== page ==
All the rolling stock is modelled from the Ffestiniog and Welsh Highland Railway. Very short trains have to be run as, it should be remembered, an average Ffestiniog train is over 16’ long in this scale.
16mm scale on 32mm gauge track (2 foot narrow gauge) is normally considered more suitable running outside in the garden. This layout tries to show that 16mm modelling can also be taken indoors. All the working locomotives are battery powered, with no electricity through the rails. There is also an “Inglenook” shunting puzzle and the public can operate many special scenic effects.
16mm scale narrow gauge is for everyone – not just the rich. Of course it’s possible to buy a ready-to-run steam loco for over a few thousand pounds, but it’s also possible to make yourself a small battery operated loco for under five pounds – and that includes the batteries.
The operators of the layout all have their own garden line and so will only be too glad to answer questions and offer advice. You can also ask for a leaflet on the 16mm Narrow Gauge Modellers’ Association. Membership not only puts you in touch with fellow minded railway buffs at various national events, it also provides valuable information to get you started.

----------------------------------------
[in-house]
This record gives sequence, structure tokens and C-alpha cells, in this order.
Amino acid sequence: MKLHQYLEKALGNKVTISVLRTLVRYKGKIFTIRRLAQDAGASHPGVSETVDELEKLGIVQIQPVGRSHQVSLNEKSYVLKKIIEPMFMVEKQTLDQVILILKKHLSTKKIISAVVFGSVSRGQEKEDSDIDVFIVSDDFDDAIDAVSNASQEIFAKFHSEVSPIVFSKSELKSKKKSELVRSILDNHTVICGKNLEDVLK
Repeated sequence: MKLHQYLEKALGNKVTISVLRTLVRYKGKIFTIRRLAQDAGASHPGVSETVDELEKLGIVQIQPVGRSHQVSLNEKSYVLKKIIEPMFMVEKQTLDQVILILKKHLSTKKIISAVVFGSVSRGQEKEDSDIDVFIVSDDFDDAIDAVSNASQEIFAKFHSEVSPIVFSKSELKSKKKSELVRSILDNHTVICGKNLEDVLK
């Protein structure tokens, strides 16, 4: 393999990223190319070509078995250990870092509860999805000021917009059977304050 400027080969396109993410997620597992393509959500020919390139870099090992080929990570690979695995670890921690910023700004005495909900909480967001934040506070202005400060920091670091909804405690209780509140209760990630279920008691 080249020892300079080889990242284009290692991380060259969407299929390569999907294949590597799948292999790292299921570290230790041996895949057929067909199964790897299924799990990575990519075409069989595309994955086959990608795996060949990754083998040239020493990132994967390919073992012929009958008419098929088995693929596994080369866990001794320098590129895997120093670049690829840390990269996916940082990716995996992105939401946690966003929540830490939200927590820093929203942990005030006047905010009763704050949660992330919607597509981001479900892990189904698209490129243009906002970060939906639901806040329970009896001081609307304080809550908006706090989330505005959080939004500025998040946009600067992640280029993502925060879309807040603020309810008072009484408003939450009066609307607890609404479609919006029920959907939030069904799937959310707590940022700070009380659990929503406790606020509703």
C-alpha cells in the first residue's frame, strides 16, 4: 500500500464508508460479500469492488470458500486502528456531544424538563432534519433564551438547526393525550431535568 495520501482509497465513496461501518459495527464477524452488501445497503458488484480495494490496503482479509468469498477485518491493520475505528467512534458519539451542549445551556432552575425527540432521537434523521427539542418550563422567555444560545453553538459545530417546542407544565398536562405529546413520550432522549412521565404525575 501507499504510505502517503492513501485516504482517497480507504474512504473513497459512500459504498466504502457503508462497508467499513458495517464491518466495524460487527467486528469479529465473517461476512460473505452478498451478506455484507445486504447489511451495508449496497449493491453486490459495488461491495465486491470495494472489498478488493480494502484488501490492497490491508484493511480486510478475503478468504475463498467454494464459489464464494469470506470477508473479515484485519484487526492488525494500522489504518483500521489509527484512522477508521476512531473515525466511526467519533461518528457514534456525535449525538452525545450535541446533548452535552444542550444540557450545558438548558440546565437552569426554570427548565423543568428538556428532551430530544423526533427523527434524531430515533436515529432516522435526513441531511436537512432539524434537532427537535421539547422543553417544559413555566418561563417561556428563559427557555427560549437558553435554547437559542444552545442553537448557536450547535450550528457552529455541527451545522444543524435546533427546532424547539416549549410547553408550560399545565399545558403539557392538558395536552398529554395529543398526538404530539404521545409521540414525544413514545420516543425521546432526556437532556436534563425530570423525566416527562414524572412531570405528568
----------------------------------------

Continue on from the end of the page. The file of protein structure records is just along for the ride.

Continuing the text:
Visit us at http://www.timpdon.co.uk/timpdon/tlr/ffuglen.htm
Gillan & Brown
An industrial shunting layout set in the 1950s–60s, modelled to a scale of 7mm to the foot, 0-gauge.
Until 2002, the Injector Works of Davies and Metcalfe (Engineers to Railways and Industry) stood across the road from the Romiley Methodist Railway Modellers’ clubroom in Romiley, Stockport. It was the inspiration for Gillan & Brown (Engineers to the World).
In spite of being railway engineers, D&M never had a connection to the rail network. But in the operators’ imagination, Gillan & Brown does have one. This model shows a small part of their supposedly extensive system. With a little imagination and on a clear day, the drivers (at least) can see the entire system, right through to its connection with the BR main line!
Track and scenery are scratch-built, with most of the locomotives and wagons assembled from kits. Many of the loads have been made from scrap. Can you identify the materials that have been saved from the rubbish bin? Several of the loads and their wagons have been described in Railway Modeller and the Gauge 0 Guild’s Gazette. The layout itself was featured (as Plan of the Month) in Railway Modeller for September 2007 and was further described in the Gazette for August 2008.